Compost is made from the combination of four essential ingredients (nitrogen, carbon, water and air) and the power of nature. In the context of Quito’s MSW, nitrogen (food scraps and organic waste) and carbon (garden waste) are being treated as trash and sent to landfills. At ANUNA, we recognize these items as valuable input resources and Quito as an ample generator of them. The reason ANUNA’s composting operation was established in the Botanical Garden — itself situated inside one of the biggest municipal parks of Quito (Parque La Carolina) — is to demonstrate how a city can be transformed from "consumer" to "regenerator."

Let’s go back to the compost recipe to see how. The Botanical Garden and Parque La Carolina produce hundreds of square meters of garden waste (carbon) every week. These tons are treated as trash and are a heavy economic burden to both operations. In contrast, ANUNA can’t service more homes and collect additional organic waste (nitrogen) without securing enough carbon for our compost mix. By operating close to a recurring carbon source, ANUNA effectively turns what is now considered waste into resources. This symbiotic relationship can be replicated across the city, addressing 65 percent of the waste type Quito generates and recycling valuable nutrients through compost. This "city compost" is then used by agricultural operations, demonstrating the power of circularity.

A creative approach to financial success

ANUNA’s free service has attracted a lot of attention and built substantial goodwill with our household base. Although we do sell our compost and compost tea, the operation still runs at a net loss. I, as the founder and financier of the project, strongly believe that offering a free service creates a powerful and committed network and attracts positive attention from regulators. However, this means I need to think creatively about ways to make ANUNA financially viable. In this context, ANUNA has identified three main revenue channels: corporate sponsorships/carbon credits, municipal tipping fees and compost sales.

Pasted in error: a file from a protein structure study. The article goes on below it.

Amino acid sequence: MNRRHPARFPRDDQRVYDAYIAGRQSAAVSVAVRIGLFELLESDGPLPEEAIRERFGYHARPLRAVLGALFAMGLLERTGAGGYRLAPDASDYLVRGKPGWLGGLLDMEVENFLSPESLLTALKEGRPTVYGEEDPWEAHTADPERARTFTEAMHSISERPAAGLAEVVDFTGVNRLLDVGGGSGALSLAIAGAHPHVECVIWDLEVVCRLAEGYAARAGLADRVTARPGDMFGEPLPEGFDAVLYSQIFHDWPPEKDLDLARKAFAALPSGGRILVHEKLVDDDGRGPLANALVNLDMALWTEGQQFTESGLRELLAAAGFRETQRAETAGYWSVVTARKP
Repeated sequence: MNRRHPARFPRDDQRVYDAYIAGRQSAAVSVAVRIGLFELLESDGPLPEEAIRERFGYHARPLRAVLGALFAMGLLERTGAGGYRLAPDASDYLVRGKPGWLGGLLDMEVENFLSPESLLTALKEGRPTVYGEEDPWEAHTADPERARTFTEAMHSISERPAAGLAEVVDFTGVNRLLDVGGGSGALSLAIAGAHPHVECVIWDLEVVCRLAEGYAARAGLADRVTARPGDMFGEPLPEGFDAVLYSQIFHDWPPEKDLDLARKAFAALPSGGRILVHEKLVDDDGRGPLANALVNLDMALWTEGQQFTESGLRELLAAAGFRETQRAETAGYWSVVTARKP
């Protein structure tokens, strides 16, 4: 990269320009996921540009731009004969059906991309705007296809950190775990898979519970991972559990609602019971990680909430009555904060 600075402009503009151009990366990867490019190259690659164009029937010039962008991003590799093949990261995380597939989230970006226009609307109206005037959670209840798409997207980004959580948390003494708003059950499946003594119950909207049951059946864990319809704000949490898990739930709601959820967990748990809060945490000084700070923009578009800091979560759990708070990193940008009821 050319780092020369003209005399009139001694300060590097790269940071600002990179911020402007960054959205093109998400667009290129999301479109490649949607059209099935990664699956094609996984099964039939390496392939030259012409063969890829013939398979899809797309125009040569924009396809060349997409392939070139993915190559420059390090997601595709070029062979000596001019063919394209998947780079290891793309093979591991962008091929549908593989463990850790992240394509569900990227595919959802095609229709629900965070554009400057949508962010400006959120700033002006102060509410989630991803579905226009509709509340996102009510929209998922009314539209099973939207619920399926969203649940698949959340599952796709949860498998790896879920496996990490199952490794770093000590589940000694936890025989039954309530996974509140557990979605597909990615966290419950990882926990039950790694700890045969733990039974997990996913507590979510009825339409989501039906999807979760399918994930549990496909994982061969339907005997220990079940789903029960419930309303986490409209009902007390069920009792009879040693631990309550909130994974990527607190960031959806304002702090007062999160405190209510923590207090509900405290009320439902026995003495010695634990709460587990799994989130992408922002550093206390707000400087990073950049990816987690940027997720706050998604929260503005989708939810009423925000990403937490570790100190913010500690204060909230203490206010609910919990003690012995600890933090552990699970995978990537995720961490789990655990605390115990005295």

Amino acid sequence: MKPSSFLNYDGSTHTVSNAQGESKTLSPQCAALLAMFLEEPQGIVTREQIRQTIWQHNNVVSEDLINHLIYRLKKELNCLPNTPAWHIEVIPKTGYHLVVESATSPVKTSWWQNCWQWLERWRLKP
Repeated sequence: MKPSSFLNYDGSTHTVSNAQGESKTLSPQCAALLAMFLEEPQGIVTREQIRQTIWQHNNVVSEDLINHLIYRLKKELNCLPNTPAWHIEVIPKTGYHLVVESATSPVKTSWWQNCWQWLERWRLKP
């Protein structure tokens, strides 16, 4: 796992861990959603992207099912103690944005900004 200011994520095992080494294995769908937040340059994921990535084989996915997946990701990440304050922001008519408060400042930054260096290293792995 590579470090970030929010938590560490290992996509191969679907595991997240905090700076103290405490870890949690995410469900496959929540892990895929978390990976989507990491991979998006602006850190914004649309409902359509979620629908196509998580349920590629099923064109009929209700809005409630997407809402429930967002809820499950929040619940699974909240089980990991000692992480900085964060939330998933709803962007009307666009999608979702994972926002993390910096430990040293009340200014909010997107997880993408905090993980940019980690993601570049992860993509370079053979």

[Interested in learning how we can transform food systems to equitably and efficiently feed a more populous planet while conserving and regenerating the natural world? Check out the VERGE 22 Food Program, taking place in San Jose, CA, Oct. 25-28.]

Corporate sponsorships and carbon credits are the channels I am most excited about. I believe this avenue most intimately links the environmental impact of organic waste and the monetization of ANUNA’s unique and committed network. As an example, ANUNA is experimenting with integrating product samples such as new flavors of a yogurt brand or new versions of a toothbrush into its household service route, charging a delivery fee to the sponsors while maximizing the existing routes. Although carbon credit sales are still not regulated or available in Ecuador, ANUNA is working to get its carbon footprint certified so that it can be ready when the regulation advances.

My long-term vision for ANUNA is to become the largest organic waste operator in Ecuador. This road is no doubt filled with many challenges, some of which are unique to this country, others that are global and shared with all. Yet, given organic waste represents the biggest proportion of MSW in most cities around the world, I am convinced there is no other way to solve our trash issue without starting there.